Uri Fligil, marketing director for Barcelona-based Neuroelectrics, displays his company's product, called Starstim. He fits a snug neoprene cap on his head and fastens it beneath his chin. The electrodes can be inserted into any of the twenty or so holes in the cap, depending on which part of the brain requires stimulation.
The caps come in different sizes. "You have different sizes of head, like you wear clothes — so you have small, medium, large caps," he says. "We design, as well, caps for kids in different ages."
The device is intended for medical use — for instance, for treating pain — but Fligil says his company cannot control if doctors decide to use it off-label for other purposes, like enhancing learning.
Most of the studies that have looked at tDCS to improve learning, including the Oxford study of math abilities, have been conducted on adults. Very little is known about the effects — and side effects — of this kind of brain stimulation on kids.
Despite those unknowns, some parents are eager to get their hands on this technology.
"I am now prepared to mess with my son's neurochemistry to allow him success," says Gloriana (not her real name), a mother of two who lives outside London. "You know, plug him in in the morning, plug him in in the afternoon, and then rewire the brain."
Depending on which doctor they've seen, Gloriana's 14-year-old son has been diagnosed with ADD, Asperger's, or dyslexia. He is actually quite good at math, but he has trouble with other subjects. Gloriana wants to see if tDCS might help him succeed in school.
"We just have to give him the best chance of having a normal life," she says.
From Adults to Children
Gloriana is one of many parents who have reached out to Roi Cohen Kadosh — the Oxford researcher — asking if he could test his device on their kids.
In fact, Cohen Kadosh has just started recruiting children for a new study, to see if tDCS can improve math abilities in kids, the way it does in adults.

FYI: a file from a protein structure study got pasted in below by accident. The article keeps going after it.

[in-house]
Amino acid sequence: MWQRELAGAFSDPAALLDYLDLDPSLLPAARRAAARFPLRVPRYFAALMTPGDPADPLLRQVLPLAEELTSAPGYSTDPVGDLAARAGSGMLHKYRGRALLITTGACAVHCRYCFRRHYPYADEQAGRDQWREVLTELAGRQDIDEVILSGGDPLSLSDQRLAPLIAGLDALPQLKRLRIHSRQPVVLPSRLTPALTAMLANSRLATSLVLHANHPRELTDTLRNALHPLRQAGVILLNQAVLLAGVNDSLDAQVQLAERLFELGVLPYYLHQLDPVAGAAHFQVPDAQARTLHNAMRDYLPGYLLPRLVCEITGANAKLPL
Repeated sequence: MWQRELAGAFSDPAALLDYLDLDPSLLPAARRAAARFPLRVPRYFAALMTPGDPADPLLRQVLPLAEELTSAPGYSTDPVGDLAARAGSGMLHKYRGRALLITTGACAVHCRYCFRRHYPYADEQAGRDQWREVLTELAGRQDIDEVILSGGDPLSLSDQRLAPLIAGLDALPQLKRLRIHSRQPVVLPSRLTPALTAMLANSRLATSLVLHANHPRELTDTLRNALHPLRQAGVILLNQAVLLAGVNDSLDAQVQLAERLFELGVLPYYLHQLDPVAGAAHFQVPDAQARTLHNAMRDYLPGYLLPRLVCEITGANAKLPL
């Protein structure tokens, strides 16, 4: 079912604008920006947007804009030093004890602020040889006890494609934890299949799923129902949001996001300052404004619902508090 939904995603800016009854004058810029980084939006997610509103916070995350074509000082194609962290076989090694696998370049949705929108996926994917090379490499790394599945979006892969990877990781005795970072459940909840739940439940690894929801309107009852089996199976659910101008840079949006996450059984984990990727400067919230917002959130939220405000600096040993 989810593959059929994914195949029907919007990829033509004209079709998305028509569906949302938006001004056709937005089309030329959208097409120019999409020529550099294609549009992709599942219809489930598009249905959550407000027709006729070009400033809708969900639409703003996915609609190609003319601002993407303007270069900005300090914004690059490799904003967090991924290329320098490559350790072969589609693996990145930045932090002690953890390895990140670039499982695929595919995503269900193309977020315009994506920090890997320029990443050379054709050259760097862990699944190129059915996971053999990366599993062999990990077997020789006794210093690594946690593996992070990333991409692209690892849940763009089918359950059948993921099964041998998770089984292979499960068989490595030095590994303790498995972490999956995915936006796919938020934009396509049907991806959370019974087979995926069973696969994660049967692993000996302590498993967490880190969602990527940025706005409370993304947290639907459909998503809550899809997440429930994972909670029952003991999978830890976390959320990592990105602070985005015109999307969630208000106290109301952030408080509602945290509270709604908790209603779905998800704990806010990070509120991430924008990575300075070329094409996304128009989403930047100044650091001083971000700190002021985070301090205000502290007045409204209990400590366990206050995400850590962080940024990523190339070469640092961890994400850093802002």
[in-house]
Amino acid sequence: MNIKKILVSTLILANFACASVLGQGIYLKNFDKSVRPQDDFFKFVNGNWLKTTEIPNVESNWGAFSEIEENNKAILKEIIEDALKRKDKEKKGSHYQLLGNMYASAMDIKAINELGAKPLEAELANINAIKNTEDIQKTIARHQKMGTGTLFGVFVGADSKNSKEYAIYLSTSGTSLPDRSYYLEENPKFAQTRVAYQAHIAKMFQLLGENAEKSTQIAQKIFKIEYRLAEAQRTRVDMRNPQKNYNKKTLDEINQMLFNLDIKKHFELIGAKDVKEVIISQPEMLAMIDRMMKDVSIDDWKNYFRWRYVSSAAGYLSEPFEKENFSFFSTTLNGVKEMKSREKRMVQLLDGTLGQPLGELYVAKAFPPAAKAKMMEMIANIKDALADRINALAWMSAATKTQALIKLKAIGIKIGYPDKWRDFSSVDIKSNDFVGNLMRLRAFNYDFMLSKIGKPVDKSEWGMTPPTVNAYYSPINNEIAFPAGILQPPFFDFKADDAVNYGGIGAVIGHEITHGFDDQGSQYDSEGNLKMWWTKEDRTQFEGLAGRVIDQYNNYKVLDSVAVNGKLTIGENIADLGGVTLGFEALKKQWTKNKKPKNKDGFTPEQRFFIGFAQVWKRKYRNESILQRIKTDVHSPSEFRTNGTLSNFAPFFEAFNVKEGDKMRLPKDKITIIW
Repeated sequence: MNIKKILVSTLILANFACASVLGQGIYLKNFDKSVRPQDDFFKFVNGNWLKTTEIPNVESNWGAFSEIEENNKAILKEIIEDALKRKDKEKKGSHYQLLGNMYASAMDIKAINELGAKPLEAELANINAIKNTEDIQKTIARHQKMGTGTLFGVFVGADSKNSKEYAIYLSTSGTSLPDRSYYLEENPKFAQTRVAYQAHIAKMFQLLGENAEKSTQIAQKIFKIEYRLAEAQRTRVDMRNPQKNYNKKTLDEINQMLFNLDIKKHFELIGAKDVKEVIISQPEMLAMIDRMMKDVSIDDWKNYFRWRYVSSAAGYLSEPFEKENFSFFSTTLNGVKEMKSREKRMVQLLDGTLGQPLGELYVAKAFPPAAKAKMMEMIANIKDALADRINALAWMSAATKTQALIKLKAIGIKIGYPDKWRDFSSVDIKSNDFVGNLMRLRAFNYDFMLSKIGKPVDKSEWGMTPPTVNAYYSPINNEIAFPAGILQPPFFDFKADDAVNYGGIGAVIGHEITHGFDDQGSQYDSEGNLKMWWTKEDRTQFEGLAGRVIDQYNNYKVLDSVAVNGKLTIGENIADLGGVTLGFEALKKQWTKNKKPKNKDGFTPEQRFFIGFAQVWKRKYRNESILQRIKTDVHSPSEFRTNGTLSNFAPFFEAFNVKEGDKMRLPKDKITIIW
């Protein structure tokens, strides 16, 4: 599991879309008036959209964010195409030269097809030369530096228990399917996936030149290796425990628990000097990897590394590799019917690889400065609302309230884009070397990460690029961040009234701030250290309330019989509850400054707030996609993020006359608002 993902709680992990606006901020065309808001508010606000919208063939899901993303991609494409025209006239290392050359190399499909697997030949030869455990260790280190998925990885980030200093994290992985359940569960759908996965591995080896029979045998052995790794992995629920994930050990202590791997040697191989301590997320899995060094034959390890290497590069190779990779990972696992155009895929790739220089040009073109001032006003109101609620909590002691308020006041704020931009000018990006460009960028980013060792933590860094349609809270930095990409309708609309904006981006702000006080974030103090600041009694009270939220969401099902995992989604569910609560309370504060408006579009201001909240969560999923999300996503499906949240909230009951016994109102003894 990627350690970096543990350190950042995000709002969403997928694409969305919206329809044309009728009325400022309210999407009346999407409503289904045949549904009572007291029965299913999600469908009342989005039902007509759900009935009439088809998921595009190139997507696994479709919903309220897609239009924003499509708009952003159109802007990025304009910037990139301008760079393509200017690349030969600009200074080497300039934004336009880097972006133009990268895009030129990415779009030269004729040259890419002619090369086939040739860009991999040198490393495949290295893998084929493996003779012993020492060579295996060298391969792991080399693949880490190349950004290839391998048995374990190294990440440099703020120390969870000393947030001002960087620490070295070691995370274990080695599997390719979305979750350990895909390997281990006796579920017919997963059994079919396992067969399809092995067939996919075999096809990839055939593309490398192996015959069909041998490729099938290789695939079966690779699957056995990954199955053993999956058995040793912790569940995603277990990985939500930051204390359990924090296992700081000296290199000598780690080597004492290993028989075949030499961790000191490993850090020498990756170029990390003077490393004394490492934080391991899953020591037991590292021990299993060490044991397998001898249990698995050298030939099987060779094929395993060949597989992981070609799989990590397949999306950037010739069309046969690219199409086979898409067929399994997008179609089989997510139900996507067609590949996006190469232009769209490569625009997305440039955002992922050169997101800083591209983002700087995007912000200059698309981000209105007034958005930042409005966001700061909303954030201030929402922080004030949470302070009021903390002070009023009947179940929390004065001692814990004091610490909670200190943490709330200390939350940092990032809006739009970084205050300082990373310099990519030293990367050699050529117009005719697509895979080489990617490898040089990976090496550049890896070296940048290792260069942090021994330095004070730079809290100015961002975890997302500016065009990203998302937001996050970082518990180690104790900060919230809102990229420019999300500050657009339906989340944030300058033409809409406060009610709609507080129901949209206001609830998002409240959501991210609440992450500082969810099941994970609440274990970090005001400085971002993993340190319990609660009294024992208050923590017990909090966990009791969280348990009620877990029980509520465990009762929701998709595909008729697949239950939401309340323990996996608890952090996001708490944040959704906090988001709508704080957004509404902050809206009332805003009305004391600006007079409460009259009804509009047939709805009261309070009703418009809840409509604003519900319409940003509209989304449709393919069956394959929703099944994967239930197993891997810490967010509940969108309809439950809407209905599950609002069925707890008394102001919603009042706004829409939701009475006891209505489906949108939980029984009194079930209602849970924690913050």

"My job is to be frank with the parents and to tell them what we know at the moment. Like any other treatment, there is a risk," he says.
"I don't think that the risk here is high," he adds. Still, no one knows if the device might cause subtle harm to a child's developing brain.
Dan and Cathy, the parents of 14-year-old Sam, are trying to decide if they should enroll their son in the new study at Oxford. They are torn.
To Dan, the idea of using a tiny electric current "sounds radically safer than allowing my son to have some of these other drugs that are so commonly used right now with nobody batting an eye," he says.
But Cathy expresses concern that tDCS could be habit-forming. "When you see results suddenly go up, does a child suddenly want to use it more and more?" she asks. "That's possibly where I might have to draw the line."
The prospect of this kind of brain enhancement also raises big questions for society.
Would a device like this give an unfair advantage to wealthy kids, whose parents can afford the brain boosting technology?
Might tDCS discourage kids from simply trying harder in school?
As for Sam, who finds music easy but math hard, he says he does not want to be a lab rat.
"When you attach something to your head, you don't know what's going on inside it," he says. "That might freak me out just a bit. I'd rather know it's been proven to help people than be the first one to try it."
It turns out Sam will not be the first to try it.
Roi Cohen Kadosh has identified a volunteer to kick off the new study of tDCS in children. He and his team at Oxford are planning to get started by the end of this year.